Unfortunately, however, it has now been unexpectedly discovered that the higher viscosities of (2×) formulations can result in unacceptably slow product flow through the tap dispensers that are commercially available for (1×) formulations. Moreover, to change the overall design and size of the currently-available taps would require quite expensive re-tooling. This presents a problem to the manufacturer: to meet consumer expectations for a (2×) product that is more viscous, but has an acceptable flow rate through a dispenser tap that can be produced economically. The present invention addresses this flow problem in a cost-effective manner, as will be seen from the following disclosure.

BACKGROUND ART

U.S. Pat. No. 4,452,425, to Anthony J. Lucking, issued Jun. 5, 1984, describes a plastic diaphragm tap comprising a tubular body open at one end and closed at the other end by a flexible resilient diaphragm. The diaphragm is connected to a shaft comprising a valve element, said valve element being arranged to close a valve seat at the open end of the tap. Finger pressure on the diaphragm displaces the valve element and opens the tap. Conversely, release of said pressure allows the normal resilience of the diaphragm to re-seat the valve element against the valve seat, thereby closing the tap.

The Lucking tap is disclosed for delivering liquids, such as wine or milk, from a storage container. The configurations of the valve seat and valve element in this tap are taught to cooperate so that the valve element self-centers against the valve seat to close the tap in dripless fashion. Reference can be made to U.S. Pat. No. 4,452,425 for details of the manufacture and use of said Diaphragm Tap.

Despite the teachings of U.S. Pat. No. 4,452,425, it has been the experience of the Applicants herein that diaphragm taps cannot be completely relied on to self-center and to satisfactorily close in dripless fashion under all circumstances. As will be appreciated, drippage of liquid laundry products from the tap would be unacceptable to the user of such products. It has also been discovered that, during use, the valve can skew off-center, with the result that liquid product can sometimes exit predominantly towards the rear of the tap, whereas at other times it can exit towards the front. This can lead to product spillage and a poor consumer experience.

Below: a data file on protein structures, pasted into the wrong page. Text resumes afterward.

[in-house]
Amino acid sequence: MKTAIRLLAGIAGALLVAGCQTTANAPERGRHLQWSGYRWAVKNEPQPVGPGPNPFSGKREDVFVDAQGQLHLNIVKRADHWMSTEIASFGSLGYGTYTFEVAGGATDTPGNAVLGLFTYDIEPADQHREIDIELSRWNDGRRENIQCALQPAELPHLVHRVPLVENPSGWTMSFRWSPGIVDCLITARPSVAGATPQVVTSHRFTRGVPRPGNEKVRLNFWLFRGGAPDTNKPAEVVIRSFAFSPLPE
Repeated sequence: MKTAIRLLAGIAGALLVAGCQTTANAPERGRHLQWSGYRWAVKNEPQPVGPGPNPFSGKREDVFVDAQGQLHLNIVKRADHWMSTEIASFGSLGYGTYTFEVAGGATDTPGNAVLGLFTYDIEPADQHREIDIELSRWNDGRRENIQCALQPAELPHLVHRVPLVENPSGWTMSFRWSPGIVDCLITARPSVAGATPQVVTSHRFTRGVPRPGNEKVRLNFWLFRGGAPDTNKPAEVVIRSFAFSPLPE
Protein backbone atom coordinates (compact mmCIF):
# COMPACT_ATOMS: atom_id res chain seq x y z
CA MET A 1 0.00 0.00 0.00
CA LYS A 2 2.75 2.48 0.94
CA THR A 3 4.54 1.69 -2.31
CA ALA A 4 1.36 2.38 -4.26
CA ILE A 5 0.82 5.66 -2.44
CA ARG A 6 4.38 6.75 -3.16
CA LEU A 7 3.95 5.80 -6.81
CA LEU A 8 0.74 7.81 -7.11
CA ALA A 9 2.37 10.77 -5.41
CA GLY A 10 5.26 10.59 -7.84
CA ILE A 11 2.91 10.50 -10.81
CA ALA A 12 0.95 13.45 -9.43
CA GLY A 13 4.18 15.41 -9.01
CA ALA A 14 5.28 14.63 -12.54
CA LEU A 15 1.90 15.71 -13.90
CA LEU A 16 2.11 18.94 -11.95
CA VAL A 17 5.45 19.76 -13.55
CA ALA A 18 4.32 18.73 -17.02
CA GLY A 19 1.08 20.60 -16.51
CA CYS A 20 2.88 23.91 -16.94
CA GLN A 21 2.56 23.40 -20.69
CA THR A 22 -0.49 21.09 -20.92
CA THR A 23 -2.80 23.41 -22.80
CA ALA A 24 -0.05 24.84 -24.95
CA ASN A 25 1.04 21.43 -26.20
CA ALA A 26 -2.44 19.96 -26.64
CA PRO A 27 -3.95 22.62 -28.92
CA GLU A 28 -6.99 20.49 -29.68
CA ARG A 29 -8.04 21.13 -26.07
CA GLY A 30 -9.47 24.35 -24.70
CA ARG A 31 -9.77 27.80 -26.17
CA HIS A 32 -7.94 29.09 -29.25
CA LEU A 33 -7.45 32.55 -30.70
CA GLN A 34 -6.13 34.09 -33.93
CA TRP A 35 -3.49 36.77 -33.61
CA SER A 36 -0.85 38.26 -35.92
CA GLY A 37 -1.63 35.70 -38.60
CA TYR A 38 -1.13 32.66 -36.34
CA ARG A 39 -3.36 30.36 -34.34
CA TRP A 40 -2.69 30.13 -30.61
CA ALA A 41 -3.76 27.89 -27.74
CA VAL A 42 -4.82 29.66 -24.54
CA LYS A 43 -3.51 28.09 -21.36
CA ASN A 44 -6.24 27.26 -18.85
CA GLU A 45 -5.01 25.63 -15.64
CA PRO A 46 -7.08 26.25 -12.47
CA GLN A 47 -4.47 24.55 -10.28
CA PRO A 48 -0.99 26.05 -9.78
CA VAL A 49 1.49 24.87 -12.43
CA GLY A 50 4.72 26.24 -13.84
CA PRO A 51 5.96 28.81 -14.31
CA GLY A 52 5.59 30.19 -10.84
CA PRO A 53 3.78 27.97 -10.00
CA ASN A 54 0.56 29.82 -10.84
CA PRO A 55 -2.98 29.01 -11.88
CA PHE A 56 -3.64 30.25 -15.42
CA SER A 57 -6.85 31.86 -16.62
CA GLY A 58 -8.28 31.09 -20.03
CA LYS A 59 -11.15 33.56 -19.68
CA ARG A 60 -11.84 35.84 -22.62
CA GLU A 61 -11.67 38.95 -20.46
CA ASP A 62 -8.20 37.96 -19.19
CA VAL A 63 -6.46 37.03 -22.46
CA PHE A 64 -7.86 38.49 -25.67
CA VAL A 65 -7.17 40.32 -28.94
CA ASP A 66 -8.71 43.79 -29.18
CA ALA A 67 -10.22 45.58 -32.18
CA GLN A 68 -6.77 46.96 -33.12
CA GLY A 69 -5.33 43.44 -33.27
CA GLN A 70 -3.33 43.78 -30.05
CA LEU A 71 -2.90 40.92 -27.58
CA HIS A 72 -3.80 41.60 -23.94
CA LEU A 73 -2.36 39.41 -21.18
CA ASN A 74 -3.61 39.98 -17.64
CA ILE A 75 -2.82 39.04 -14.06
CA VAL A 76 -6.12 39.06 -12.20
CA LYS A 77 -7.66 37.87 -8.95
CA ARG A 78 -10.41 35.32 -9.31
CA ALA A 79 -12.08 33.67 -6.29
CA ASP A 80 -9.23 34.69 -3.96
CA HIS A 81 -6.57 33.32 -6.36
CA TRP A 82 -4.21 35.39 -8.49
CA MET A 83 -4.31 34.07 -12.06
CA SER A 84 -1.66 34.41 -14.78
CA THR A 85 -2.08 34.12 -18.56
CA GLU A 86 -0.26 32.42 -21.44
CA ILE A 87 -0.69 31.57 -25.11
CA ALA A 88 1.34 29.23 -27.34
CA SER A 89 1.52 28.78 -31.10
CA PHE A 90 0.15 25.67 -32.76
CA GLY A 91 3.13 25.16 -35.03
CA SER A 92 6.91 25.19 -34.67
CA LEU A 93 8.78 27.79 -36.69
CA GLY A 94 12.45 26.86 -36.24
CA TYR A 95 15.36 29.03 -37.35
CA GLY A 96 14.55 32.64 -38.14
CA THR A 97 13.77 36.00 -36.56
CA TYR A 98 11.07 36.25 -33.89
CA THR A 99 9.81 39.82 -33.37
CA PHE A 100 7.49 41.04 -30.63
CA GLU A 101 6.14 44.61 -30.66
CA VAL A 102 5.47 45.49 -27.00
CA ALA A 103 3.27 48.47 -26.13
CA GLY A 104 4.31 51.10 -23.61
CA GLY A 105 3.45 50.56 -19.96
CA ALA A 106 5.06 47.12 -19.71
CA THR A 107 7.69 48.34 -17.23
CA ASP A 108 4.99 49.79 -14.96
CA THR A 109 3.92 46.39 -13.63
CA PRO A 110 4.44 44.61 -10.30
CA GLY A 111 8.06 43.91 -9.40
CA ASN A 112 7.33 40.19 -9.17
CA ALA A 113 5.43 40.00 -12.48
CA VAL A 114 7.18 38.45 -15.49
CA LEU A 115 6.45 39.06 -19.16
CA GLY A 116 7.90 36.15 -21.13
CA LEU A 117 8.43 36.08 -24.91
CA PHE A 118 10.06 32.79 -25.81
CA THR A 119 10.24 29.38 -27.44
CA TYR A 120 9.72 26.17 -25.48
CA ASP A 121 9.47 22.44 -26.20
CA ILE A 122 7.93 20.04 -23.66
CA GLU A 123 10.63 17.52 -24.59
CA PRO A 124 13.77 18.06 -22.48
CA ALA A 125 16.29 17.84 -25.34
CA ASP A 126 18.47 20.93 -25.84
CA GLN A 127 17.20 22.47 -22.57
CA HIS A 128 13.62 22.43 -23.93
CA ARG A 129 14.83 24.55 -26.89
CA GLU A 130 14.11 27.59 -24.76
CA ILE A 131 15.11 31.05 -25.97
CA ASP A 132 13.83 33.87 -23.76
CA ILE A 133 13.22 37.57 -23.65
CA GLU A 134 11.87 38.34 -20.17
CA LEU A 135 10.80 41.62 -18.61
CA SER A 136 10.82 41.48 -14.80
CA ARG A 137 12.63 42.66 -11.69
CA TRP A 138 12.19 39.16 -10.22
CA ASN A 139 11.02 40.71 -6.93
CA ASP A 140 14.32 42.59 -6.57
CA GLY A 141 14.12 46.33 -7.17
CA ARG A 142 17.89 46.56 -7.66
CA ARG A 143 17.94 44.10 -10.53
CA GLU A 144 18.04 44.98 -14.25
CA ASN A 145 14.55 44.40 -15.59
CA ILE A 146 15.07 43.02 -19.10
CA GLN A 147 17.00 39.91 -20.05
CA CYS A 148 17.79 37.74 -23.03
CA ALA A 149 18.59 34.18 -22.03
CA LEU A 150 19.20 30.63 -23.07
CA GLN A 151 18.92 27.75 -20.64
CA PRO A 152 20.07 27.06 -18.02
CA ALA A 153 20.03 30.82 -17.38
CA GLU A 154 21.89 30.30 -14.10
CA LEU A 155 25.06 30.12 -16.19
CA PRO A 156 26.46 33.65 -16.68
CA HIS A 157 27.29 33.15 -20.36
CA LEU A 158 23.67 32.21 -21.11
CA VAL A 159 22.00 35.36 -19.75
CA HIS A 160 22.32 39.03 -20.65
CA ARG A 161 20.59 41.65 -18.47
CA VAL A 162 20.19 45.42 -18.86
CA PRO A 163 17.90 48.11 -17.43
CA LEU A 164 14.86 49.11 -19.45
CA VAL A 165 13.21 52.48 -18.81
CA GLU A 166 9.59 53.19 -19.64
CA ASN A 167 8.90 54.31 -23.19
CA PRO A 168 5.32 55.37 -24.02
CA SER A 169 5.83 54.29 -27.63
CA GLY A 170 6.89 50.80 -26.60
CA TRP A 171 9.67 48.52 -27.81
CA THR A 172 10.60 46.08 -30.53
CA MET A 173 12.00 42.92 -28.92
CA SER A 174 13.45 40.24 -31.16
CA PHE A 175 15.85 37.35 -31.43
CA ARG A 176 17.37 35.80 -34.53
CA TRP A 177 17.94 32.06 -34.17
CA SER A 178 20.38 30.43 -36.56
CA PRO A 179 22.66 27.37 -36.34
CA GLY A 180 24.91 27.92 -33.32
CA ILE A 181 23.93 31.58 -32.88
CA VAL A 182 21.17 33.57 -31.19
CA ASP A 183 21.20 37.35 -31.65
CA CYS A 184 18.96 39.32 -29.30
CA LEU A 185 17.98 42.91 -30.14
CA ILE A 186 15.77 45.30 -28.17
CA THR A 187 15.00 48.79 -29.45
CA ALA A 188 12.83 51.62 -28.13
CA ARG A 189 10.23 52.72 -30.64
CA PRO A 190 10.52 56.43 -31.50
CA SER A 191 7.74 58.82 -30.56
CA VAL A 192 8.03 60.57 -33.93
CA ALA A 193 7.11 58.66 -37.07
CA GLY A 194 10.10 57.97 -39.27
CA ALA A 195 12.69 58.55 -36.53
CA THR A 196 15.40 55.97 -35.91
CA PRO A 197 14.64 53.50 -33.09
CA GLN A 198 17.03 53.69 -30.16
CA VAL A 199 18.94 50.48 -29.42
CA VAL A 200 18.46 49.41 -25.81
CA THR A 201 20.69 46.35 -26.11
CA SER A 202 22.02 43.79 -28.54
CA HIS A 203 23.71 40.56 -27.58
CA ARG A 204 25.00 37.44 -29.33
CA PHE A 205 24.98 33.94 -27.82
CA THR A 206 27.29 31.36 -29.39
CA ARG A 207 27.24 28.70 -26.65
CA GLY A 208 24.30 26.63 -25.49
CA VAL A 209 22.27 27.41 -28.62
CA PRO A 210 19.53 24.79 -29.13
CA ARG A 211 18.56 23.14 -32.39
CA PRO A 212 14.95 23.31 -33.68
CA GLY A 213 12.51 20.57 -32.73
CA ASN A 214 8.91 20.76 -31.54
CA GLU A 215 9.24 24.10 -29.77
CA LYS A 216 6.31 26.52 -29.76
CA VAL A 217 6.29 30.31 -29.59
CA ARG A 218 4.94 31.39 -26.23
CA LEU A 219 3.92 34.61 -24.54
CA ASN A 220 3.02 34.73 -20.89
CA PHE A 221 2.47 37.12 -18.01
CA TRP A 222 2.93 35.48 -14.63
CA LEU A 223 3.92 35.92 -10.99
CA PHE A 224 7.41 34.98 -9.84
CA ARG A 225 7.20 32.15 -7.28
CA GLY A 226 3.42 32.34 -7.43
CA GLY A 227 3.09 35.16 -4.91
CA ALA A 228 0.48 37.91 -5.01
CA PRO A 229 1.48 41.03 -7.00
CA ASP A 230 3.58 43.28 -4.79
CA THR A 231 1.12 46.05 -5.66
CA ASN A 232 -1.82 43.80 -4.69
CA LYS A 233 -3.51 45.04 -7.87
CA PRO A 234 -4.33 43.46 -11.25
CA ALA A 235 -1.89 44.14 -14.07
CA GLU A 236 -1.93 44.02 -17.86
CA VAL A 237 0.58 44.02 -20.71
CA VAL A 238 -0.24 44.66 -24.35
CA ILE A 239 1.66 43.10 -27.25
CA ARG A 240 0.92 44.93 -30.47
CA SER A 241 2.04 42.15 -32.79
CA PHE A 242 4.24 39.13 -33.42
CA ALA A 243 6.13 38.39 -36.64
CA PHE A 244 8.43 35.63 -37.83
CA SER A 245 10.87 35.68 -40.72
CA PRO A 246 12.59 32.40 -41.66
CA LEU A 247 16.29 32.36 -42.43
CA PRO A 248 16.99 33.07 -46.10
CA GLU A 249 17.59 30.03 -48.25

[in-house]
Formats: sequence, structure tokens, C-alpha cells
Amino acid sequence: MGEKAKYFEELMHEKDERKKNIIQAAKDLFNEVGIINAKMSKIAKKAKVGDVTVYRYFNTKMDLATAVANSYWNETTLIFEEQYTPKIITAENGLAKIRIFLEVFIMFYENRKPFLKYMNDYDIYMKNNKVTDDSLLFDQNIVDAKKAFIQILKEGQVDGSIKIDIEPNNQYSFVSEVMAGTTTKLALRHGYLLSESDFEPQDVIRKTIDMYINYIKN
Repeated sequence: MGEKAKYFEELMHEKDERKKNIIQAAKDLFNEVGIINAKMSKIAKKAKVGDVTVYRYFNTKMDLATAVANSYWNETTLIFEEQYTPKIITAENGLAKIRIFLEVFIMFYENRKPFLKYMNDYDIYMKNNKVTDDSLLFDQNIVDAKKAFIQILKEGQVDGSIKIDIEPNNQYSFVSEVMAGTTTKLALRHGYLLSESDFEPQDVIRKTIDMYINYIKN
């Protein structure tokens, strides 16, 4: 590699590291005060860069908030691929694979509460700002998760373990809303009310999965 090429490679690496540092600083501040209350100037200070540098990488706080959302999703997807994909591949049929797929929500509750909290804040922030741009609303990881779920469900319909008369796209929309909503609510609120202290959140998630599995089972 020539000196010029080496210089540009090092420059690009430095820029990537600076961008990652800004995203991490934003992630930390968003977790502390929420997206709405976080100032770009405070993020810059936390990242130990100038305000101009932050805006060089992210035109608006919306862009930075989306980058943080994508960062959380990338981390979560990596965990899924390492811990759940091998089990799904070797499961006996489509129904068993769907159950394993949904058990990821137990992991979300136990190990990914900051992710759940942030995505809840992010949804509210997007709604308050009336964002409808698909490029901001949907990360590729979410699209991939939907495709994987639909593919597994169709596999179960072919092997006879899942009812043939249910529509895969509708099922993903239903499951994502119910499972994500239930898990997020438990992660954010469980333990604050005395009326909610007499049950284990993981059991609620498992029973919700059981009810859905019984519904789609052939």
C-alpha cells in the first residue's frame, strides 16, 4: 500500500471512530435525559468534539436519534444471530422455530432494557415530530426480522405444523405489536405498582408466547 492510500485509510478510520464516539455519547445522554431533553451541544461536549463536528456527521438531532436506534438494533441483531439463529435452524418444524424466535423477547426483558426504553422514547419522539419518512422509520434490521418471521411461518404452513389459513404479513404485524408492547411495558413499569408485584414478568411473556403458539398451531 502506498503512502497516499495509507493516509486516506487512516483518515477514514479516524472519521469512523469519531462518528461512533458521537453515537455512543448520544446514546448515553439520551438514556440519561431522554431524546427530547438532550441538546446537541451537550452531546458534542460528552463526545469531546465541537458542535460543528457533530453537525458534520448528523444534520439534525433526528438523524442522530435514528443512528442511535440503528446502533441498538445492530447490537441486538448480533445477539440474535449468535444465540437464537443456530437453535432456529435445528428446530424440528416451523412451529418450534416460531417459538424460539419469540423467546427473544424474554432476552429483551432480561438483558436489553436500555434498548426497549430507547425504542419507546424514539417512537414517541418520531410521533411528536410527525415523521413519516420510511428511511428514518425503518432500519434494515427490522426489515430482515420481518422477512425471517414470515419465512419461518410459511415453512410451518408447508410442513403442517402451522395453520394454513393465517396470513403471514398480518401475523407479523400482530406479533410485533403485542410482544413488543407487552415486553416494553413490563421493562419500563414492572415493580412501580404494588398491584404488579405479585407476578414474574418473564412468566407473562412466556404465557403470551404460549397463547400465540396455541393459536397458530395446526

In order to ensure proper centering of the valve, which is essential to ensure dripless closure and smooth, repeatable product flow from dose-to-dose, diaphragm taps can be fitted with a valve guide. The valve guide centrally positions the shaft that communicates between the diaphragm and the valve element in the tubular body. The valve guide is typically affixed to the internal walls of the tubular body by means of substantially horizontal support ribs, said ribs fixedly positioning the valve guide substantially concentrically with the midline axis of the tubular body. The valve guide comprises a throughhole through which the shaft slidingly passes as the valve is opened and closed by the respective application and release of pressure on the diaphragm.

Commercial experience with the delivery of conventional (1×) liquid laundry detergents using diaphragm taps that comprise valve guides has been excellent. As noted above, however, it has now been discovered that the flow rate of concentrated (2×) liquid detergents through such taps is too slow for some consumers. This is because the diaphragm tap is gravity-fed. Accordingly, as the product container empties with successive uses and the hydrostatic pressure decreases correspondingly, the flow rate is reduced.

Having discovered the flow rate problem with diaphragm taps used to deliver viscous liquids, it has now also been discovered that a more consumer acceptable flow rate for (2×) products can be achieved by modifying the tap in the manner disclosed herein. Surprisingly, the tap modified according to at least a preferred embodiment of the invention also provides consumer-acceptable flow rates across a range of viscosities, and even for conventional (1×) liquid products. This is a considerable commercial advantage, since the manufacturer of such products, e.g., liquid fabric enhancers such as detergents and softeners, can use the same tap interchangeably with both (1×) and (2×) liquid products.

SUMMARY OF THE INVENTION

In one aspect, the present invention comprises a discharge device comprising a body 100 having a hollow interior 200, said body comprising a liquid inlet portion; a liquid outlet portion comprising a first end and a second end, wherein said first end comprises a button, wherein said liquid outlet has an orifice comprising an orifice surface area comprising a stem and valve system comprising a rib and a valve guide comprising a valve system surface area wherein said stem passes through said valve guide, and wherein,

said valve system surface area and said orifice surface area have a ratio of less than about 35%, preferably less than about 30%, or 20% or even 10%.

In one embodiment, the present invention encompasses a discharge device (i.e., “tap”) having a liquid outlet with a hollow interior. The valve system is located at the junction of the liquid inlet and the liquid outlet. The valve guide system has a valve guide and a first rib. The valve guide system has a valve guide having a valve guide width. The valve guide width is preferably less than about 1.15 mm. The first rib has a first rib width having a first rib width which is preferably less than about 2.5 mm.

In another embodiment, the invention encompasses a discharge device comprising a body having a hollow interior; a liquid inlet comprising a liquid inlet surface area, a liquid outlet wherein said liquid outlet has a hollow interior comprising a stem and a valve guide comprising a top, a bottom, and a valve guide surface area, said stem passes through said valve guide, and characterized in that said bottom of said valve guide is above (preferably, at least about 3 mm) said liquid inlet.